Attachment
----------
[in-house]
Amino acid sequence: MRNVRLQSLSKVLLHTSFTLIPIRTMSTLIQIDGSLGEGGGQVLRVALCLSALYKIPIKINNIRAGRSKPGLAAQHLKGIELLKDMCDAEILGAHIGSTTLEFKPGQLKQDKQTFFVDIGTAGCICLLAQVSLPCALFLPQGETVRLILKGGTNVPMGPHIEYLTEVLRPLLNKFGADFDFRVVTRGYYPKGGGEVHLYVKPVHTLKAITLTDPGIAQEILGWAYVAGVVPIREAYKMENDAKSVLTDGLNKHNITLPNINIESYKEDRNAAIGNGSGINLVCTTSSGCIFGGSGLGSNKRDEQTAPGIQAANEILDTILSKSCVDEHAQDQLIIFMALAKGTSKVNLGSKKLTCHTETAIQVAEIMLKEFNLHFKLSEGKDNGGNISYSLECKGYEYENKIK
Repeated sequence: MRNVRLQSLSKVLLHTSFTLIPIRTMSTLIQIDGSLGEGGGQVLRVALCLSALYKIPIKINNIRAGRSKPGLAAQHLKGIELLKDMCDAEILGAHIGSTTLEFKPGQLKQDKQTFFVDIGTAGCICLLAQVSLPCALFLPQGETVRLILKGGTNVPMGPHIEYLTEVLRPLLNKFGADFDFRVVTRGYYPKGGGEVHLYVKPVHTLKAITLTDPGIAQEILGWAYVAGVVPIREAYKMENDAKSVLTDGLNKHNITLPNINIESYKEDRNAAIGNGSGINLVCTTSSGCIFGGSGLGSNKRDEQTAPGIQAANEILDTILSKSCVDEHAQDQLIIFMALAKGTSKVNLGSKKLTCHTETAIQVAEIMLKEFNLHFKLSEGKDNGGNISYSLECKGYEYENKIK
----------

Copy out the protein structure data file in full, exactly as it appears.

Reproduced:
[in-house]
Amino acid sequence: MRNVRLQSLSKVLLHTSFTLIPIRTMSTLIQIDGSLGEGGGQVLRVALCLSALYKIPIKINNIRAGRSKPGLAAQHLKGIELLKDMCDAEILGAHIGSTTLEFKPGQLKQDKQTFFVDIGTAGCICLLAQVSLPCALFLPQGETVRLILKGGTNVPMGPHIEYLTEVLRPLLNKFGADFDFRVVTRGYYPKGGGEVHLYVKPVHTLKAITLTDPGIAQEILGWAYVAGVVPIREAYKMENDAKSVLTDGLNKHNITLPNINIESYKEDRNAAIGNGSGINLVCTTSSGCIFGGSGLGSNKRDEQTAPGIQAANEILDTILSKSCVDEHAQDQLIIFMALAKGTSKVNLGSKKLTCHTETAIQVAEIMLKEFNLHFKLSEGKDNGGNISYSLECKGYEYENKIK
Repeated sequence: MRNVRLQSLSKVLLHTSFTLIPIRTMSTLIQIDGSLGEGGGQVLRVALCLSALYKIPIKINNIRAGRSKPGLAAQHLKGIELLKDMCDAEILGAHIGSTTLEFKPGQLKQDKQTFFVDIGTAGCICLLAQVSLPCALFLPQGETVRLILKGGTNVPMGPHIEYLTEVLRPLLNKFGADFDFRVVTRGYYPKGGGEVHLYVKPVHTLKAITLTDPGIAQEILGWAYVAGVVPIREAYKMENDAKSVLTDGLNKHNITLPNINIESYKEDRNAAIGNGSGINLVCTTSSGCIFGGSGLGSNKRDEQTAPGIQAANEILDTILSKSCVDEHAQDQLIIFMALAKGTSKVNLGSKKLTCHTETAIQVAEIMLKEFNLHFKLSEGKDNGGNISYSLECKGYEYENKIK